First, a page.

Against the Odds, National Unity Prevails

Against the Odds, National Unity Prevails

But some have raised questions about the swift way that discussions on the constitution were tied up, without a formal vote.

As discussions on the new constitution continued last week, simmering tensions between the different interests represented at the assembly came to a head. On Thursday, 231 delegates boycotted a vote on clauses they felt were against their interests. Since the boycotters accounted for nearly half the delegates, the voting process - and the constitutional debate itself - threatened to fall apart.

As deputies in the conference tent exchanged acrimonious remarks with opponents and refused to concede crucial points, negotiations moved behind the scenes – and senior United States and United Nations diplomats stepped in to help mould a workable solution.

The outcome – a document that all delegates were able to approve on Sunday – required concessions all round. Observers say this showed that faced with a real threat to national cohesion, delegates were ultimately prepared to give up partisan demands for the greater good of Afghanistan.

Pashtun delegates – who had a slim voting majority – say that for the sake of Afghan unity, they accepted compromises they would not otherwise have made.

"Pashtuns accepted the sacrifice, and gave up having Pashtu as the national language," said Sharifa Safi, a delegate from Kunar province. But, she added, “this sacrifice should be recorded in history”.

The constitution avoids naming any language as the "national language", which is primarily of symbolic significance. It does, however, say the national anthem will be sung in Pashtu, one of the country's two main languages, the other being Dari.

The question of language was further complicated when Uzbeks from the north started demanding that their language should be included as an official language. The compromise reached in the final version of the constitution is that Uzbek and some other minority languages will enjoy official status in the regions where they are spoken, in addition to Dari and Pashtu.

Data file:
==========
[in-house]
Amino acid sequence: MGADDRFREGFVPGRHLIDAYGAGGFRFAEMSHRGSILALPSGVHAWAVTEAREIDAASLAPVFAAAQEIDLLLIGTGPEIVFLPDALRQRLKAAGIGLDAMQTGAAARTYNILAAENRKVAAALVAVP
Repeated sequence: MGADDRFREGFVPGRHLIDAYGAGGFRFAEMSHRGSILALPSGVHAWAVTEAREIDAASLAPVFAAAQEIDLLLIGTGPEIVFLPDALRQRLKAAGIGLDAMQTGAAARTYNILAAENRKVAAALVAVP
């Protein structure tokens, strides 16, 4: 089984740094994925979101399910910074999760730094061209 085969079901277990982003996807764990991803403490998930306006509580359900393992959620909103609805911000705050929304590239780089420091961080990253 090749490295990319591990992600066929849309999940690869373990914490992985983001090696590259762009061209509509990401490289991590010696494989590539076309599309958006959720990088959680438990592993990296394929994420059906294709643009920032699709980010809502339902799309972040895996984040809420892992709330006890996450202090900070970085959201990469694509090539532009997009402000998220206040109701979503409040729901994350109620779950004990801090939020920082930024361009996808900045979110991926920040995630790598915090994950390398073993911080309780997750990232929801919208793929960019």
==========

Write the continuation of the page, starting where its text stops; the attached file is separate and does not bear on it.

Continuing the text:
Siddiqullah Patman, a member of the commission which drafted the constitution, believes the success of the constitution is due to the concessions made by Pashtun delegates. "The Pashtuns proved that they want a government for the people. They gave up their right over language, and made a sacrifice," he said.

Patman says this showed that the Pashtuns, whom “the world has described as al-Qaeda and terrorists”, demonstrated a commitment to voting and compromise.

As a result, he believes Afghanistan has got a constitution that is more advanced than neighbouring Iran’s, and will improve the lives of ordinary people by laying down their basic rights.

For some delegates, questions remain about the way the document was rushed through. Habibullah Rafi, who has written numerous books about Afghanistan’s past constitutions and Loya Jirgas, is happy with the document itself but critical of the procedure adopted for passing it.

Instead of delegates showing their approval by standing, he believes there should have been a proper vote. “The constitution was not passed by a vote, so it does not have the complete confirmation of the delegates," he said.

Hafiz Mansoor, the chief editor of the Payam-e-Mujahed newspaper and a delegate from Kabul, may be less than fully satisfied with the end document, but asserts that the Loya Jirga forum gave delegates every opportunity to debate it.

"A prominent feature of this Constitutional Loya Jirga was that the people’s delegates had the right to talk and argue about the government. It was not like the previous [June 2002] Loya Jirga, which concluded with a 'yes' to accepting the government."

The fact that the event lasted much longer than the government expected – 22 days when many had thought it would take one week – made the assembly that much better, he said. "The nation is not ready to accept each article without discussing it," he explained.

Mansoor – voicing views heard from Tajik and other northern delegates at the Loya Jirga – remains unhappy that the national anthem will be sung in Pashtu only and that there is no provision for an interim parliament.

Yet in the end, he says, "This Loya Jirga will mark a divide between our past and our future."

This sentiment will be shared by delegates who believe the overriding achievement of the last three weeks is a basic foundation of law that will help enshrine democratic values and human rights for the future.

"We haven't had such a constitution for the last 25 years, during which we lived in a state of lawlessness,” said Abul Ahrar Ramizpur, a professor of Islamic law at Kabul University who is also deputy head of a human rights group. “And now, they have named human rights in the constitution, which gives hope to the people."

“Changing a war-torn society takes time,” said Ramizpur. “The new constitution is the first step towards healing society.”

Engineer Osman Tariq, a delegate from Logar province, thinks that the new constitution has the potential to bring great change.

"People are sick of lawlessness. The law of the jungle has ruled," he said. “But if the constitution is followed, everyone will be satisfied.”

Danish Karokhel is a local editor and staff reporter with IWPR in Kabul.

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